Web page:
'

M'sia mandates local software use for govt

Malaysian government agencies urged to use local applications, in move that can boost country's software market but send wrong signal to foreign players.

PUTRAJAYA--Malaysia will soon introduce a mandate for all government agencies to use local software and tools whenever possible. Analysts say the move will boost the country's local software industry, but can also send the wrong message to foreign developers.

Prime Minister Najib Razak said a circular would be sent out informing all government institutions to give preference to local software. The new policy is aimed at boosting Malaysian ICT players in the local industry and strengthening the companies' products before they are pushed to global markets.

"I made an emphasis for ministries and government agencies to adopt local ICT solutions, provided these products are cost-competitive and of high quality," said Najib, speaking at a two-day series of meetings hosted by MSC Malaysia here this week.

The premier also urged government agencies to use electronic media more extensively to maintain contact with the public, including tools such as e-mail, short message services (SMS), and even social networks such as Twitter and Facebook. "For example, SMSes could be sent to warn the people of floods and potential landslides," he said.

Wrong signal to foreign players
The latest announcement is expected to have ramifications for foreign software companies, given that the Malaysian government is the single biggest buyer of ICT products and services in the country.

The national ICT association Pikom, welcomed the initiative but cautioned that the policy could be wrongly construed by foreign software vendors.

Noting that the move is a boost for local industry players, Pikom President C. J. Ang said: "This is also definitely a plus for our enterprise software companies--the government is giving them more business."

Quoted in local daily The Star, he cautioned that the "go local" plan, if implemented for too long, could be construed by foreign vendors as "protectionism". "It could also put local vendors in a comfort zone that keeps them from striving to better their products to compete internationally," Ang added.

According to global software giant Microsoft's Malaysian office, the move would provide a boost to the local software economy and help the country attain its aspiration of being a "high-value economy".

"Such encouragement from the government, we hope, would result in more 'Made-in-Malaysia' solutions eventually making it to the global map, while helping our country realize our 'high-value economy' aspirations and in nurturing a culture of innovation amongst Malaysians," Dzahar Mansor, Microsoft's Malaysia national technology officer, said in a telephone interview with ZDNet Asia.

"Being a platform company and having the largest local ecosystem throughout the country, where we have 5,000 local partners nationwide--of which some 800 are independent software vendors--Microsoft hopes the local software solutions industry will one day grow to be as big as what manufacturing is to the Malaysian economy."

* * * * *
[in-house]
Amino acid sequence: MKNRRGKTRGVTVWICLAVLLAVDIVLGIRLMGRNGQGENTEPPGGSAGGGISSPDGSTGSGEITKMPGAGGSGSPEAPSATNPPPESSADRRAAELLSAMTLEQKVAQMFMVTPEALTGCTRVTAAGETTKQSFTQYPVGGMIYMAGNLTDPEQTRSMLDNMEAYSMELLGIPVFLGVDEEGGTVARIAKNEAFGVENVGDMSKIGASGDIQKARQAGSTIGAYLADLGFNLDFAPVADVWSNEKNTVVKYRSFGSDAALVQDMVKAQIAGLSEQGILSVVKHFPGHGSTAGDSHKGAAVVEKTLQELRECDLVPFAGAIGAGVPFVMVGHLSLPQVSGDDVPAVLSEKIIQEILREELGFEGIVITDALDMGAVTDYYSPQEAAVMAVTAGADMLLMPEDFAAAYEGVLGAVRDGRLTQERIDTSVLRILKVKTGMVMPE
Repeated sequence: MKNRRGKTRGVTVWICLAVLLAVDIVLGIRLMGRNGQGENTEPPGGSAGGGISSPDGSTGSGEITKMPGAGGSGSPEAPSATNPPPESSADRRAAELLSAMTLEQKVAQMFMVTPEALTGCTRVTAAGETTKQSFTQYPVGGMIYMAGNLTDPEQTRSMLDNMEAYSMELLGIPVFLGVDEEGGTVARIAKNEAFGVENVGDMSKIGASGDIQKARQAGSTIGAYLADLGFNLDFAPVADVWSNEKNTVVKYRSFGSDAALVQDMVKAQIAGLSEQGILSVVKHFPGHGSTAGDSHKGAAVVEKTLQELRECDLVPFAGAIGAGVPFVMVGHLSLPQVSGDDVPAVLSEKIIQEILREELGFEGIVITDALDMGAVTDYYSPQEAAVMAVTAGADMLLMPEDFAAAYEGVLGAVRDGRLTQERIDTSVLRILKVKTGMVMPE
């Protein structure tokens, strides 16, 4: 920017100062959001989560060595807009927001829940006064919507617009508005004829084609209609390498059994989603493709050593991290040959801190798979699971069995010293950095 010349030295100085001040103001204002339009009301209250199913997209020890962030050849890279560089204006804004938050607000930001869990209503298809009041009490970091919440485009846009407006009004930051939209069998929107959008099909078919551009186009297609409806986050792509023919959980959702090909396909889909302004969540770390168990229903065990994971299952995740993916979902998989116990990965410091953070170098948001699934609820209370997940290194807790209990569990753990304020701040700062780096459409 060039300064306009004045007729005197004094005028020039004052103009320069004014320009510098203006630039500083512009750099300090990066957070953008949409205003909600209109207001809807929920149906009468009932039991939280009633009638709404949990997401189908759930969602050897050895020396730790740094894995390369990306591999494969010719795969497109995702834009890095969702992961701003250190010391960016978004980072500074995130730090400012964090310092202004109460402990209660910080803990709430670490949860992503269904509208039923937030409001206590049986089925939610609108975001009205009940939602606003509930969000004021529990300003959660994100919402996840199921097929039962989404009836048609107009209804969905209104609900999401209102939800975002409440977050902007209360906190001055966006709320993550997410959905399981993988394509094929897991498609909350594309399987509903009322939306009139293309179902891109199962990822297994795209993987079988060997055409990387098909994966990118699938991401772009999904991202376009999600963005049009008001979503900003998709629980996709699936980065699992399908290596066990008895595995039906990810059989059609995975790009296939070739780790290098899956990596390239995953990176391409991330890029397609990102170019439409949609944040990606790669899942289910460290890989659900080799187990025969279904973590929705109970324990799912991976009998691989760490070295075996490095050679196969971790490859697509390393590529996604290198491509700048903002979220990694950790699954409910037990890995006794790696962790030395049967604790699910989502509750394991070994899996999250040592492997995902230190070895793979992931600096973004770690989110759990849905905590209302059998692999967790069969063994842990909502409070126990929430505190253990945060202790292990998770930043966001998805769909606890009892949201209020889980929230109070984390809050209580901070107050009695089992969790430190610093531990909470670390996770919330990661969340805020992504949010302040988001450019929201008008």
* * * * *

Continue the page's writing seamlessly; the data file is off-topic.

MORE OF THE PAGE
Dzahar added that Microsoft hopes these "Made-in-Malaysia" software would also elevate other existing economic sectors such as agriculture, to a new level where the country can compete more efficiently globally.

Taking lead by adoption
Najib, who became premier in April, is taking the lead to urge more government officials and top civil servants to adopt technology. "I am pioneering a new style of intimate, people-centric approach through the use of ICT. My 1Malaysia Web site allows Malaysians to interact directly with me via the Internet," he said. "Malaysians who are interested in my workday can follow me real-time on Twitter."

He also provided an update on the country's former Multimedia Super Corridor initiative, since renamed MSC Malaysia, which was launched at a green-field site in 1996. There are currently over 2,000 MSC-status companies generating annual revenues of US$5 billion, employing 90,000 workers and exporting more than US$1.6 billion worth of goods and services.

He added that over 4,000 intellectual property rights have been registered by MSC firms, where 51 are listed on the local bourse.

Najib noted: "MSC Malaysia is also well on its way to becoming an exciting creative multimedia hotspot, with more than 200 digital content companies generating US$200 million in revenue and providing more than 7,000 jobs."

He added that MSC is entering the third phase of its development, stretching 2011 to 2020, which aims to drive the nation's quest to become a knowledge-based, innovation-led and high-income economy.

The meetings here also included closed-door discussions with members of the MSC Malaysia International Advisory Panel, which encompasses representatives from companies such as Cisco Systems, Huawei Technologies, IBM and Microsoft.

According to Najib, the IAP members reiterated the importance of broadband penetration on a massive scale as this will provide the impetus to transform Malaysia, create jobs and increase the country's Gross Domestic Product.

Members also underscored the need for content development in the MSC and to establish world-class research laboratories to attract the best talents to Malaysia.

Najib added that panel members further highlighted the need to enhance technopreneurial capacity and culture, support greater commercialization of ICT creations and help grow the market share and leadership position of local MSC companies.

He also pledged the government's commitment to support Malaysian ICT companies with strong potential, by providing "some procurement possibilities" so these local enterprises can develop to become regional or global icons.

Lee Min Keong is a freelance IT writer based in Malaysia.